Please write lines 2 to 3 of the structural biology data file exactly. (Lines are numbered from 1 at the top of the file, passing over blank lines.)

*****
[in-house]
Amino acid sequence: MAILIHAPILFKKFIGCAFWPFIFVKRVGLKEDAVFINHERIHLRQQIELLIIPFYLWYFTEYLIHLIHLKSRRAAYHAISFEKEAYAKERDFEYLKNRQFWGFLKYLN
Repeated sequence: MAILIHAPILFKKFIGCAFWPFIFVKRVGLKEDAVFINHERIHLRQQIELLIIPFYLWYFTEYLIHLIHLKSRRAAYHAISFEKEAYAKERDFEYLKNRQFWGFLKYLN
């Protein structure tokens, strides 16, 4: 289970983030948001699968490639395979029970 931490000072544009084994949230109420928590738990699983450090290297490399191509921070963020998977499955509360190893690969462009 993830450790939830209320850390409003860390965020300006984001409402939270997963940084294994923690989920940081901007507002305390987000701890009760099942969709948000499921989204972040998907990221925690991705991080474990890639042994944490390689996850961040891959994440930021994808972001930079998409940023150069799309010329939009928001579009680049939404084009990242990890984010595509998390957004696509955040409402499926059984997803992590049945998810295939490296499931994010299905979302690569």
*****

Amino acid sequence: MAILIHAPILFKKFIGCAFWPFIFVKRVGLKEDAVFINHERIHLRQQIELLIIPFYLWYFTEYLIHLIHLKSRRAAYHAISFEKEAYAKERDFEYLKNRQFWGFLKYLN
Repeated sequence: MAILIHAPILFKKFIGCAFWPFIFVKRVGLKEDAVFINHERIHLRQQIELLIIPFYLWYFTEYLIHLIHLKSRRAAYHAISFEKEAYAKERDFEYLKNRQFWGFLKYLN